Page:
Overview

Lynch syndrome is an inherited condition that increases your risk of colon cancer, endometrial cancer and several other cancers. Lynch syndrome has historically been known as hereditary nonpolyposis colorectal cancer (HNPCC).

A number of inherited syndromes can increase your risk of colon cancer or endometrial cancer, but Lynch syndrome is the most common. Doctors estimate that around 3 out of every 100 colon cancers or endometrial cancers are caused by Lynch syndrome.

Families that have Lynch syndrome usually have more instances of colon cancer or endometrial cancer than would typically be expected. Lynch syndrome also causes cancers to occur at an earlier age than they might in the general population.

Symptoms

People with Lynch syndrome may experience:

  • Colon cancer that occurs at a younger age, especially before age 50
  • A family history of colon cancer that occurs at a young age
  • A family history of cancer that affects the uterus (endometrial cancer)
  • A family history of other related cancers, including ovarian cancer, kidney cancer, stomach cancer, small intestine cancer, liver cancer, sweat gland cancer (sebaceous carcinoma) and other cancers

When to see a doctor

If you have concerns about your family history of colon or endometrial cancer, bring them up with your doctor. Together, you and your doctor may consider having a genetic evaluation of your family history and your cancer risk.

If a family member has been diagnosed with Lynch syndrome, tell your doctor. Ask to be referred to a genetic counselor. Genetic counselors are trained in genetics and counseling. They can help you understand Lynch syndrome, what causes it and what type of care is recommended for people who have Lynch syndrome. A genetic counselor can also help you sort through all the information about the disease and help you understand whether genetic testing is appropriate for you.

Causes

Lynch syndrome runs in families in an autosomal dominant inheritance pattern. This means that if one parent carries a gene mutation for Lynch syndrome, there's a 50 percent chance that mutation will be passed on to each child. The risk of Lynch syndrome is the same whether the gene mutation carrier is the mother or father or whether the child is a son or daughter.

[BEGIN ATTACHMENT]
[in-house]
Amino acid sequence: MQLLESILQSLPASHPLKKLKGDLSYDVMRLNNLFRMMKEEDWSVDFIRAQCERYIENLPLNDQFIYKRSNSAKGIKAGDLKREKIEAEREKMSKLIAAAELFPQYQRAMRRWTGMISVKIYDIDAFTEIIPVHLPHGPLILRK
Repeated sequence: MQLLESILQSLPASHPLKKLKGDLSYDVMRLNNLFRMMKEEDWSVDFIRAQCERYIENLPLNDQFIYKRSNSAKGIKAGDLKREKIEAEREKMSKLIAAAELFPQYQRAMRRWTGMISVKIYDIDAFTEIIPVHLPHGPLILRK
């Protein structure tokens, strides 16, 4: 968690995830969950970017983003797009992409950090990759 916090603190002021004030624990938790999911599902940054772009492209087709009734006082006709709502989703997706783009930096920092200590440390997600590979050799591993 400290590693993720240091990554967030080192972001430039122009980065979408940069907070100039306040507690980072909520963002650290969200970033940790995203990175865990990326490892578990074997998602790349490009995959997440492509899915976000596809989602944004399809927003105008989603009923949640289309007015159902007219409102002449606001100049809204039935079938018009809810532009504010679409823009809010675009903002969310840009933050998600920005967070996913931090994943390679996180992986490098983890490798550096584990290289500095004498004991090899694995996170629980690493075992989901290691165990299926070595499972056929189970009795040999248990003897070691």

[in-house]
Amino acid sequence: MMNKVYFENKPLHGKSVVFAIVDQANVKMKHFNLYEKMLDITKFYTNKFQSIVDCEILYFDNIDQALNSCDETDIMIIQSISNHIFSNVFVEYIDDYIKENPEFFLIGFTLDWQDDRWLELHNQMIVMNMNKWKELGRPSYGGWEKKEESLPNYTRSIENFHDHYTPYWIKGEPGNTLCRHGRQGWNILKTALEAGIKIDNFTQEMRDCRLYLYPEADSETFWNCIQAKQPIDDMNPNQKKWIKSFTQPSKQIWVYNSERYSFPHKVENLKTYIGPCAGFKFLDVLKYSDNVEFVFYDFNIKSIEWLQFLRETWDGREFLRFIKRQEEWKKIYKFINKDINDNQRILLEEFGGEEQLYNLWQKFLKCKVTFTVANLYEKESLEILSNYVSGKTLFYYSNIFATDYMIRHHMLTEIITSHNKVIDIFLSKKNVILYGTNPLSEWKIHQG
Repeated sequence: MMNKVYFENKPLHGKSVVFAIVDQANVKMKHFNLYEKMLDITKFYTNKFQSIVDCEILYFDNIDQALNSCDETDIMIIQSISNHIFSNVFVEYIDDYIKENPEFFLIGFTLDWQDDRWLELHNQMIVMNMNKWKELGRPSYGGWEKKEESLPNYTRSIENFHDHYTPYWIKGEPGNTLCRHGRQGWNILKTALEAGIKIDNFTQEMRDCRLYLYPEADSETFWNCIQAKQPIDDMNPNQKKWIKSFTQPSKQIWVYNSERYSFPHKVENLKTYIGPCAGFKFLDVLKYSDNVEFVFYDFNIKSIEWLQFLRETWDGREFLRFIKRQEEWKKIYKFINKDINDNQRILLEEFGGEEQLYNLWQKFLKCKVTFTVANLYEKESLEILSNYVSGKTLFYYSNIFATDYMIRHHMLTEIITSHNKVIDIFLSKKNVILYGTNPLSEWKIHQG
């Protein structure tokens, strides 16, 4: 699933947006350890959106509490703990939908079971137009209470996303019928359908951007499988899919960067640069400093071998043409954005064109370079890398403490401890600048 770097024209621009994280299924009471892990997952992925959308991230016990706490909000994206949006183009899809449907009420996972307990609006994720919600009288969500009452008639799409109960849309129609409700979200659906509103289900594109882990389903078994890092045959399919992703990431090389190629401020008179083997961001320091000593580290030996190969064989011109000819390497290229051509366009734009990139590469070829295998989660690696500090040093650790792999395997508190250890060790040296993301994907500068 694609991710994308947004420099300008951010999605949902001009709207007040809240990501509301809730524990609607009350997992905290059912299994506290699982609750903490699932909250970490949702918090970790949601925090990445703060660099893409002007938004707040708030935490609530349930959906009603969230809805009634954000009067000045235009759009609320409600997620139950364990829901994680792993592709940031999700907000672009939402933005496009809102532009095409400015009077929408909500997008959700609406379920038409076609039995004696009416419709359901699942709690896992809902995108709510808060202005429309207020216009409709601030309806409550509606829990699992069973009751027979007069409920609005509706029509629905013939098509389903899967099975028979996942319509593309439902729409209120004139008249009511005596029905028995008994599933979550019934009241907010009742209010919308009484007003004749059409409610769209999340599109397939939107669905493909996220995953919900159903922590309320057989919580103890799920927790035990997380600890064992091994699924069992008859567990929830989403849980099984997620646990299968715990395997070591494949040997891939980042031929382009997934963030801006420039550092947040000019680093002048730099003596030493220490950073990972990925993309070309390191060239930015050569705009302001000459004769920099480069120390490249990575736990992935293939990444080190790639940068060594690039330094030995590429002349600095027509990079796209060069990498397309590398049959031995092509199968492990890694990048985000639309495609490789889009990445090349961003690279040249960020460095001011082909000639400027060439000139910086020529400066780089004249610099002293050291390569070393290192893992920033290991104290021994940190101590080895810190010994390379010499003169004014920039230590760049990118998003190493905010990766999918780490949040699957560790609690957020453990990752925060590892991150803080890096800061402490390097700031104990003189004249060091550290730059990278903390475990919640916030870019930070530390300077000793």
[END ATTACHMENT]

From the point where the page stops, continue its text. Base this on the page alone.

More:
How gene mutations cause cancer

The genes affected in Lynch syndrome are responsible for correcting changes in the genetic code (mismatch repair genes).

Your genes contain DNA, which carries instructions for every chemical process in your body. As your cells grow and divide, they make copies of their DNA and it's not uncommon for some minor mistakes to occur.

Normal cells have mechanisms to recognize mistakes and repair them. But the cells of people who inherit one of the abnormal genes associated with Lynch syndrome lack the ability to repair these minor mistakes. An accumulation of these mistakes leads to increasing genetic damage within cells and eventually can cause the cells to become cancerous.

Complications

Beyond causing complications for your health, a genetic disorder such as Lynch syndrome may raise other concerns. A genetic counselor is trained to help you navigate the areas of your life that may be affected by your diagnosis, such as:

  • Your privacy. The results of your genetic test will be listed in your medical record, which may be accessed by insurance companies and employers. You may have questions about whether being diagnosed with Lynch syndrome will make it difficult to change jobs or health insurance providers in the future. A genetic counselor can explain the laws that may protect you.
  • Your children. If you have Lynch syndrome, your children have a risk of inheriting your genetic mutations. If one parent carries a genetic mutation for Lynch syndrome, each child has a 50 percent chance of inheriting that mutation. A genetic counselor can help you develop a plan for discussing this with your children, including how and when to tell them and when they should consider testing.
  • Your extended family. A Lynch syndrome diagnosis has implications for your entire family, as many other blood relatives may have a chance of having Lynch syndrome. A genetic counselor can assist you in finding the best way to tell family members that you're having genetic testing and what that the results mean.

Lynch syndrome care at Mayo Clinic

May 17, 2018
References
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  2. AskMayoExpert. Lynch syndrome. Rochester, Minn.: Mayo Foundation for Medical Education and Research; 2017.
  3. Genetic/familial high-risk assessment: Colorectal. Fort Washington, Pa.: National Comprehensive Cancer Network. http://www.nccn.org/professionals/physician_gls/f_guidelines.asp. Accessed March 3, 2018.
  4. Making sense of your genes: A guide to genetic counseling. Genetic Alliance. http://www.geneticalliance.org/publications/guidetogeneticcounseling. Accessed March 29, 2018.
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  7. Thibodeau SN, et al. Microsatellite instability in cancer of the proximal colon. Science. 1993;260:816.
  8. Lu KH, et al. Endometrial and ovarian cancer screening and prevention in women with Lynch syndrome (hereditary nonpolyposis colorectal cancer). https://www.uptodate.com/contents/search. Accessed April 9, 2018.